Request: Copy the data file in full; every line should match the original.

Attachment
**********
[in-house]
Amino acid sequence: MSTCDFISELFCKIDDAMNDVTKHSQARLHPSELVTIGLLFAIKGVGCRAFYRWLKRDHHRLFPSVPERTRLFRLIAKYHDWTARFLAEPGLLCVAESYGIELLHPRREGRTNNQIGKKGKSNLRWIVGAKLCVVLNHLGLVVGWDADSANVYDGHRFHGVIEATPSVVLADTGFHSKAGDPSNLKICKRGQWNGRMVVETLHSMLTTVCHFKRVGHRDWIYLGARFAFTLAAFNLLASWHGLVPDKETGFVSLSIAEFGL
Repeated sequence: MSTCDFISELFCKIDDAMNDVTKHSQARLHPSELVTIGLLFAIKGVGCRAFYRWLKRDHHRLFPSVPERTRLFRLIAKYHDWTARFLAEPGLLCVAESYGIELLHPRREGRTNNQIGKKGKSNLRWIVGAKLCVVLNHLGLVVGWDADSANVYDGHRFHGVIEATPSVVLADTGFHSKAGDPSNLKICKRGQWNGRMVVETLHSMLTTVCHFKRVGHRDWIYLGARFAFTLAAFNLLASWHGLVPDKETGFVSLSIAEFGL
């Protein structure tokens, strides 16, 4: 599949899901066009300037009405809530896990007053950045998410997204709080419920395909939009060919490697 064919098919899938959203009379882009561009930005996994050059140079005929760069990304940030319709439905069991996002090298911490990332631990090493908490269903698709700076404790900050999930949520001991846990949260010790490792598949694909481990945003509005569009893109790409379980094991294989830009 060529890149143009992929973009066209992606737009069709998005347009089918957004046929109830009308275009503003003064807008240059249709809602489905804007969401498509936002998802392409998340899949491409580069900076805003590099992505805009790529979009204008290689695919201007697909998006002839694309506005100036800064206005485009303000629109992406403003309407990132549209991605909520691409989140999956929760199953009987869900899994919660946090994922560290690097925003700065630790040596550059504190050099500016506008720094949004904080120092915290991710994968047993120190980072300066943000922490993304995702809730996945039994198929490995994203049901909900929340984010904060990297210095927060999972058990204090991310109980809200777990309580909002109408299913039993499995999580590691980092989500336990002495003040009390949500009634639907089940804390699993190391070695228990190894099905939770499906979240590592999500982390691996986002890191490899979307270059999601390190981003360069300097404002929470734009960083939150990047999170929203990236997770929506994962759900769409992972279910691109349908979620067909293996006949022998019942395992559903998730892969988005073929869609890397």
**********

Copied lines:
[in-house]
Amino acid sequence: MSTCDFISELFCKIDDAMNDVTKHSQARLHPSELVTIGLLFAIKGVGCRAFYRWLKRDHHRLFPSVPERTRLFRLIAKYHDWTARFLAEPGLLCVAESYGIELLHPRREGRTNNQIGKKGKSNLRWIVGAKLCVVLNHLGLVVGWDADSANVYDGHRFHGVIEATPSVVLADTGFHSKAGDPSNLKICKRGQWNGRMVVETLHSMLTTVCHFKRVGHRDWIYLGARFAFTLAAFNLLASWHGLVPDKETGFVSLSIAEFGL
Repeated sequence: MSTCDFISELFCKIDDAMNDVTKHSQARLHPSELVTIGLLFAIKGVGCRAFYRWLKRDHHRLFPSVPERTRLFRLIAKYHDWTARFLAEPGLLCVAESYGIELLHPRREGRTNNQIGKKGKSNLRWIVGAKLCVVLNHLGLVVGWDADSANVYDGHRFHGVIEATPSVVLADTGFHSKAGDPSNLKICKRGQWNGRMVVETLHSMLTTVCHFKRVGHRDWIYLGARFAFTLAAFNLLASWHGLVPDKETGFVSLSIAEFGL
């Protein structure tokens, strides 16, 4: 599949899901066009300037009405809530896990007053950045998410997204709080419920395909939009060919490697 064919098919899938959203009379882009561009930005996994050059140079005929760069990304940030319709439905069991996002090298911490990332631990090493908490269903698709700076404790900050999930949520001991846990949260010790490792598949694909481990945003509005569009893109790409379980094991294989830009 060529890149143009992929973009066209992606737009069709998005347009089918957004046929109830009308275009503003003064807008240059249709809602489905804007969401498509936002998802392409998340899949491409580069900076805003590099992505805009790529979009204008290689695919201007697909998006002839694309506005100036800064206005485009303000629109992406403003309407990132549209991605909520691409989140999956929760199953009987869900899994919660946090994922560290690097925003700065630790040596550059504190050099500016506008720094949004904080120092915290991710994968047993120190980072300066943000922490993304995702809730996945039994198929490995994203049901909900929340984010904060990297210095927060999972058990204090991310109980809200777990309580909002109408299913039993499995999580590691980092989500336990002495003040009390949500009634639907089940804390699993190391070695228990190894099905939770499906979240590592999500982390691996986002890191490899979307270059999601390190981003360069300097404002929470734009960083939150990047999170929203990236997770929506994962759900769409992972279910691109349908979620067909293996006949022998019942395992559903998730892969988005073929869609890397």